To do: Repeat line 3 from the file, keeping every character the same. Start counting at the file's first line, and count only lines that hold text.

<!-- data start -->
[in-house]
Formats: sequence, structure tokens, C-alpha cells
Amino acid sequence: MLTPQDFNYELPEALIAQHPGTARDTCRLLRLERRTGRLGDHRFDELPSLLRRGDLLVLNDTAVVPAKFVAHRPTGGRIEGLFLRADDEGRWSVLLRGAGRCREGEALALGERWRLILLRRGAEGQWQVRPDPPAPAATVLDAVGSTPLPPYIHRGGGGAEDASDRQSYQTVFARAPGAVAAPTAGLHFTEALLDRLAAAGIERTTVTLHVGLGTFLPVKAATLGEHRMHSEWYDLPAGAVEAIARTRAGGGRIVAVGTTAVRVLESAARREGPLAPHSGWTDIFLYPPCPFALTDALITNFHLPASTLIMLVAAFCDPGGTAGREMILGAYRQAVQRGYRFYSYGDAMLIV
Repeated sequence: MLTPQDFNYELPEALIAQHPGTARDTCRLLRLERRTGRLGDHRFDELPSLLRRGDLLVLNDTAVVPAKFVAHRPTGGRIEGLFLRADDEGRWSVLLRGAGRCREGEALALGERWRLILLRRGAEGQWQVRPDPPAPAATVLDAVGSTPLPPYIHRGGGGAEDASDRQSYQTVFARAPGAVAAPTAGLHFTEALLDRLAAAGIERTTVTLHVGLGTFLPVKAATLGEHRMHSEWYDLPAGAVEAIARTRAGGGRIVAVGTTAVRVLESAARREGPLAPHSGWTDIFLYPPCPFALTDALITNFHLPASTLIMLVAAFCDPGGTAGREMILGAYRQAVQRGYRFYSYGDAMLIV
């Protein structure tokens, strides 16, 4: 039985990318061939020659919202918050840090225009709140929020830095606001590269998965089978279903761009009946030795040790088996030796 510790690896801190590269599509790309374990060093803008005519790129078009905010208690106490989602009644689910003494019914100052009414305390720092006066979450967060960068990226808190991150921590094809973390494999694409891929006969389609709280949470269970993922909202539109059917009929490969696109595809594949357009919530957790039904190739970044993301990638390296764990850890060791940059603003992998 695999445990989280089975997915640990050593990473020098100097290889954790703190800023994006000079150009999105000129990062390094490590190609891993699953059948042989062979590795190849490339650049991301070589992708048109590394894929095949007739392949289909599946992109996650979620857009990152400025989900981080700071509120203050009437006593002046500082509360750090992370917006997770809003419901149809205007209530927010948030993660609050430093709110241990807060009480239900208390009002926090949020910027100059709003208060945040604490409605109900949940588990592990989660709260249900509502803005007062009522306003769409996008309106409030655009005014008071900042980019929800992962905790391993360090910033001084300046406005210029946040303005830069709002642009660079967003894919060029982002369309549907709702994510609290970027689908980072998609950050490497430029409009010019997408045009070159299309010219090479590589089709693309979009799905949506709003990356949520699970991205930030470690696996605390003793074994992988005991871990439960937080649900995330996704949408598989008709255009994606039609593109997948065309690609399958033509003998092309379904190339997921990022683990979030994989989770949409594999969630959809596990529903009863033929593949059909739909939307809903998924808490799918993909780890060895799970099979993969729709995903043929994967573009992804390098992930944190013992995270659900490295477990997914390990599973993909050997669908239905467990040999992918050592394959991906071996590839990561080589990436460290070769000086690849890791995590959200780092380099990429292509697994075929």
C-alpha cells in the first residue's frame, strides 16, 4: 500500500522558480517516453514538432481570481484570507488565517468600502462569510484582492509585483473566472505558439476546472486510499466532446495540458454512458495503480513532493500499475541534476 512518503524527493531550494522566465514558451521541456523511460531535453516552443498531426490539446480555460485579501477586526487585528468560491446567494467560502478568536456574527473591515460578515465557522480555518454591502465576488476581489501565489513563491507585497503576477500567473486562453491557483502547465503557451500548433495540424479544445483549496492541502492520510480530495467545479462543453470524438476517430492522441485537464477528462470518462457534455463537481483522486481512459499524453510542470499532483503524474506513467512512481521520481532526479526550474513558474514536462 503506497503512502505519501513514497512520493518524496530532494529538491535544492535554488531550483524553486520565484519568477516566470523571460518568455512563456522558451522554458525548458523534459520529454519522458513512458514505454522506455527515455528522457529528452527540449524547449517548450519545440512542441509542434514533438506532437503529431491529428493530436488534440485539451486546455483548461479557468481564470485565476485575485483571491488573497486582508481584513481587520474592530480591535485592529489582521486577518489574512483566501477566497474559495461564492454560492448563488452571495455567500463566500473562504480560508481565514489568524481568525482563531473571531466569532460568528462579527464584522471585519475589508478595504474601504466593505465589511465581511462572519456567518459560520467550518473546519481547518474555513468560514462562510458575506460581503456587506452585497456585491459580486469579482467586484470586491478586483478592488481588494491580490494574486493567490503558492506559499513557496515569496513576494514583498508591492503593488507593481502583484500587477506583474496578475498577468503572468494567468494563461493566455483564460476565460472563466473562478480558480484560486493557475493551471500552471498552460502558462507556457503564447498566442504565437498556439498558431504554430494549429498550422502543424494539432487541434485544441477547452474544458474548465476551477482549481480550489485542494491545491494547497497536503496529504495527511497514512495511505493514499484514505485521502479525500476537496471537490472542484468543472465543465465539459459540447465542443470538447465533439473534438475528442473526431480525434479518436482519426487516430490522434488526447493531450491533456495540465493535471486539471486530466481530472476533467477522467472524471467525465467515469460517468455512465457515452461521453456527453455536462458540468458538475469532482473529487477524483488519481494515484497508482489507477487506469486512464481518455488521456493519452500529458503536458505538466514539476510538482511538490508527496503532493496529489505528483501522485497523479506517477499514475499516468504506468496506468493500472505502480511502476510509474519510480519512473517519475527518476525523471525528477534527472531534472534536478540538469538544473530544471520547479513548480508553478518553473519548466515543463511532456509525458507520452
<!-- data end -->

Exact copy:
Amino acid sequence: MLTPQDFNYELPEALIAQHPGTARDTCRLLRLERRTGRLGDHRFDELPSLLRRGDLLVLNDTAVVPAKFVAHRPTGGRIEGLFLRADDEGRWSVLLRGAGRCREGEALALGERWRLILLRRGAEGQWQVRPDPPAPAATVLDAVGSTPLPPYIHRGGGGAEDASDRQSYQTVFARAPGAVAAPTAGLHFTEALLDRLAAAGIERTTVTLHVGLGTFLPVKAATLGEHRMHSEWYDLPAGAVEAIARTRAGGGRIVAVGTTAVRVLESAARREGPLAPHSGWTDIFLYPPCPFALTDALITNFHLPASTLIMLVAAFCDPGGTAGREMILGAYRQAVQRGYRFYSYGDAMLIV